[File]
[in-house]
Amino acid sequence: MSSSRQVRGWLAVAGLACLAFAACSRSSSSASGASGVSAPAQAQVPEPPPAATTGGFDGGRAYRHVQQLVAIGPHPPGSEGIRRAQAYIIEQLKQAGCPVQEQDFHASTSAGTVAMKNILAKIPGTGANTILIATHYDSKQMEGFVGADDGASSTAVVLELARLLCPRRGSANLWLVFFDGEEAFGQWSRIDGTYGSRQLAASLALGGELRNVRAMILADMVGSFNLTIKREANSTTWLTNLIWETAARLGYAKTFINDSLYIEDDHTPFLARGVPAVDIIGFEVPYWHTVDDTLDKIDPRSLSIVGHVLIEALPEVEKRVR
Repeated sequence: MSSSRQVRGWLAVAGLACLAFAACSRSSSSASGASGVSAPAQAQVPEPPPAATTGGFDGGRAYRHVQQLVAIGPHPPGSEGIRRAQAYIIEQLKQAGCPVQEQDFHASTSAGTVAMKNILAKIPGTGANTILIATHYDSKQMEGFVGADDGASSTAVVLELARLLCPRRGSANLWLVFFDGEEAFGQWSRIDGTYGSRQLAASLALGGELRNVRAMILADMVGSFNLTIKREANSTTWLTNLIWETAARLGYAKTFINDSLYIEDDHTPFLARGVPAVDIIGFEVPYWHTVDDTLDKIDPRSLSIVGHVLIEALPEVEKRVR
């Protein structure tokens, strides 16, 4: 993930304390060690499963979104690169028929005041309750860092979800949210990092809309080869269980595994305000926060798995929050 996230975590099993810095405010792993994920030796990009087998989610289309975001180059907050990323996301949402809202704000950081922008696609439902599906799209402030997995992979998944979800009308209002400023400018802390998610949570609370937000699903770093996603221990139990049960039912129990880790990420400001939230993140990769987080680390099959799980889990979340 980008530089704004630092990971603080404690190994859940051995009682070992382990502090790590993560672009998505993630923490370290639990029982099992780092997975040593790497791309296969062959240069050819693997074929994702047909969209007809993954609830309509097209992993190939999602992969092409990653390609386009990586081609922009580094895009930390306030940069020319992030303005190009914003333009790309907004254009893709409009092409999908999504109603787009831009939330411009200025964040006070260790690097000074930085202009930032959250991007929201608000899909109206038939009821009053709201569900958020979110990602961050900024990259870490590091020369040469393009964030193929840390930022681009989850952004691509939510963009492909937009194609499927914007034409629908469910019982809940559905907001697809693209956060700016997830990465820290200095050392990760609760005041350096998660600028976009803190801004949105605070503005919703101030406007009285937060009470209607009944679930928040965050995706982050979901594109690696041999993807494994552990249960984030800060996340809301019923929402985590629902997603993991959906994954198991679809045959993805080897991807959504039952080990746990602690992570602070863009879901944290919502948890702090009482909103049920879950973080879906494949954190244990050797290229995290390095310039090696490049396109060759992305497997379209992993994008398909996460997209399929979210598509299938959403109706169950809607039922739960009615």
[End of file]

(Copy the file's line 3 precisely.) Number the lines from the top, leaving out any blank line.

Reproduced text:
Repeated sequence: MSSSRQVRGWLAVAGLACLAFAACSRSSSSASGASGVSAPAQAQVPEPPPAATTGGFDGGRAYRHVQQLVAIGPHPPGSEGIRRAQAYIIEQLKQAGCPVQEQDFHASTSAGTVAMKNILAKIPGTGANTILIATHYDSKQMEGFVGADDGASSTAVVLELARLLCPRRGSANLWLVFFDGEEAFGQWSRIDGTYGSRQLAASLALGGELRNVRAMILADMVGSFNLTIKREANSTTWLTNLIWETAARLGYAKTFINDSLYIEDDHTPFLARGVPAVDIIGFEVPYWHTVDDTLDKIDPRSLSIVGHVLIEALPEVEKRVR